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Development of a non-toxic electrolyte for soft gold electrodeposition: An overview of work at University of Newcastle upon Tyne

Lookup NU author(s): Professor Sudipta Roy, Emeritus Professor Keith Scott


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Electroplated soft gold is widely used in the growing fields of micro- and opto-electronics as a conducting material for interconnects and devices. Due to problems related to resist compatibility, safety and disposal concerns, cyanide-free plating baths are now strongly in demand. The interest in developing non-toxic gold electrolytes, such as those based on sulfite complexes, has grown rapidly in recent years. The most common non-cyanide gold electrolyte is based on a gold-sulfite complex, which has problems related to stability and resist compatibility. Recently, a novel electrolyte that can be used for soft gold deposition, and is suitable for the formation of microbumps on wafers for electronic applications has been proposed. This bath, containing both thiosulfate and sulfite as complexing agents, is non-toxic, stable on storage and operation, and does not contain any chemical additives or stabilisers. At Newcastle University, we have tested this electrolyte for long term stability, suitability for large scale production, and recyclability (by electrowinning). We have reported the performance of this electrolyte here in this review.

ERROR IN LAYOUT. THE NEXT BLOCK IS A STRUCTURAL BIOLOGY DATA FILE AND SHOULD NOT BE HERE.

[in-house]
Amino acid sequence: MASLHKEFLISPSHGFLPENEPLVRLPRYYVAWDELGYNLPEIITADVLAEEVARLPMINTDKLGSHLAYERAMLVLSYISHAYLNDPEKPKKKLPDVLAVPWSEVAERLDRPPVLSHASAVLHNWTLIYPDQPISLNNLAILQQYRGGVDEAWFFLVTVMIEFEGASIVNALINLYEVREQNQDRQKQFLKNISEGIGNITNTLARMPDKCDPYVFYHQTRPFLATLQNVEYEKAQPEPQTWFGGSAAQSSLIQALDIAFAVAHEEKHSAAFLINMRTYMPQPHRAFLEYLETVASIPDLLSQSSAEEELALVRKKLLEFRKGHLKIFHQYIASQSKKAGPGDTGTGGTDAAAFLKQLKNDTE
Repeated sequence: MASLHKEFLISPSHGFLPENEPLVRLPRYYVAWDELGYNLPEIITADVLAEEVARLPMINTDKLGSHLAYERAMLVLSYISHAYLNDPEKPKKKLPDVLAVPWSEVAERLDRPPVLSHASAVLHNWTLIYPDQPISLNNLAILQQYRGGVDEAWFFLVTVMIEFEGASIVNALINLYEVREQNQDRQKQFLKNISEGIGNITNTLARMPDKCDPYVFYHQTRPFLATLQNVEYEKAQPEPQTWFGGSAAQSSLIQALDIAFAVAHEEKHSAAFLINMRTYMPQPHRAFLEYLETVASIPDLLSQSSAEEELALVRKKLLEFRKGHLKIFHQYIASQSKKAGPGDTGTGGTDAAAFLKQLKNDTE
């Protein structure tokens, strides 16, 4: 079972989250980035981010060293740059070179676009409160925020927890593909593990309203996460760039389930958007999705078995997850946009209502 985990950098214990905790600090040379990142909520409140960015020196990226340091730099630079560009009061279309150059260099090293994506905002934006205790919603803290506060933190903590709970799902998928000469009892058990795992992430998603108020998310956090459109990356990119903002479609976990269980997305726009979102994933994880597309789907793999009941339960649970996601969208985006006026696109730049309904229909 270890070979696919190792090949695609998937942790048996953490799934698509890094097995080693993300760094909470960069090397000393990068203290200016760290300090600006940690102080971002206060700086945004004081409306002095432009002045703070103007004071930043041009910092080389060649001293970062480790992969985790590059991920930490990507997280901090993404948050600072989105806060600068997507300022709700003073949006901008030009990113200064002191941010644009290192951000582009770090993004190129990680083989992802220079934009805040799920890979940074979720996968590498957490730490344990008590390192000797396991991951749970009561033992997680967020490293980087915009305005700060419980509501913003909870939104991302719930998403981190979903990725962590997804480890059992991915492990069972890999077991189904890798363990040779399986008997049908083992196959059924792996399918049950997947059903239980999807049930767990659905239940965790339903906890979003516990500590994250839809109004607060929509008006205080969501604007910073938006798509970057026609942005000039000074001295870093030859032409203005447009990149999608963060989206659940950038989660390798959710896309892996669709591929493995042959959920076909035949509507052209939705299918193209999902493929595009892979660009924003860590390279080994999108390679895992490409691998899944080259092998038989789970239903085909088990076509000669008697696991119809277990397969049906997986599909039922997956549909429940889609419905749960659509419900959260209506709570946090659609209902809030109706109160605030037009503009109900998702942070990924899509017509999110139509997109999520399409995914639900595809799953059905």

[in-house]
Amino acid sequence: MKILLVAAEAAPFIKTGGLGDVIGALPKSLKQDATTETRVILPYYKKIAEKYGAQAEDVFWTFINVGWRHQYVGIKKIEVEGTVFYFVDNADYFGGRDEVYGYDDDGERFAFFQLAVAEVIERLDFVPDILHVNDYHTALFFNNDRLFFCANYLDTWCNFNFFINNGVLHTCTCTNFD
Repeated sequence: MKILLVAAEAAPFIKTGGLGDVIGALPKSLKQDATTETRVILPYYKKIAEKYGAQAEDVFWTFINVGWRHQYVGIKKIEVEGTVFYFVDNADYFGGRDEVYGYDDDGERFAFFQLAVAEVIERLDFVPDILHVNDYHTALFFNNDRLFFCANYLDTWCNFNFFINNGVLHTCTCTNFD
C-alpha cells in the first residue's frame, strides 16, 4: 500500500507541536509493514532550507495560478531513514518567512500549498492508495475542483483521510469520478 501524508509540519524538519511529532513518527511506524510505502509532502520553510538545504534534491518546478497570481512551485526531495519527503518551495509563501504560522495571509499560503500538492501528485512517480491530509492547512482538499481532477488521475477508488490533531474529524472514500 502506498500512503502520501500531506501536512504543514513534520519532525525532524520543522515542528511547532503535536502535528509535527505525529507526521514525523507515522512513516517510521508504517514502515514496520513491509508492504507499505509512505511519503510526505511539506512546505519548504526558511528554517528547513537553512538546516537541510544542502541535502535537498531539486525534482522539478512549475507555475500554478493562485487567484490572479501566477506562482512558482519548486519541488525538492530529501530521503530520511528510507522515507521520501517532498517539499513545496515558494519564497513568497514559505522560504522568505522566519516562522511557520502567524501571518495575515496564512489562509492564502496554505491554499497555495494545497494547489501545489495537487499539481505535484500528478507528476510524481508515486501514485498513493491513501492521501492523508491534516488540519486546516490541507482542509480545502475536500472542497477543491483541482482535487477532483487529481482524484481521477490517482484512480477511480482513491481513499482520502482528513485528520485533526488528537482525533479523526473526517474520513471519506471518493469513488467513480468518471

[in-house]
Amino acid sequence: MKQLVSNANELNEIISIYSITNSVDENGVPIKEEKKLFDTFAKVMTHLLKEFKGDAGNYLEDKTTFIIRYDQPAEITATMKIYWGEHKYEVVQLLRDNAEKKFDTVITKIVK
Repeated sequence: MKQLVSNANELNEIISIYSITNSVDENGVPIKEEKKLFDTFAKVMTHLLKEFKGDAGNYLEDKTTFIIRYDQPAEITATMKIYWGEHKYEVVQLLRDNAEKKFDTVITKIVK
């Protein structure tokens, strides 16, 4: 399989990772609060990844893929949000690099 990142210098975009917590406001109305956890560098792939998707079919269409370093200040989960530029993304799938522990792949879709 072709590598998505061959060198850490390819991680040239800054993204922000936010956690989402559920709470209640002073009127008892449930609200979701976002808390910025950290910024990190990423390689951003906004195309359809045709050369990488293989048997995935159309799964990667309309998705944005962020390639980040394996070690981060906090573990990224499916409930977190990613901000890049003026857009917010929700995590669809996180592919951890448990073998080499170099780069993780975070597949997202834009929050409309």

Publication metadata

Author(s): Liew MJ, Roy S, Scott K

Publication type: Review

Publication status: Published

Journal: Green Chemistry

Year: 2003

Volume: 5

Issue: 4

Pages: 376-381

Print publication date: 01/08/2003

ISSN (print): 1463-9262

ISSN (electronic): 1463-9270


DOI: 10.1039/b301176n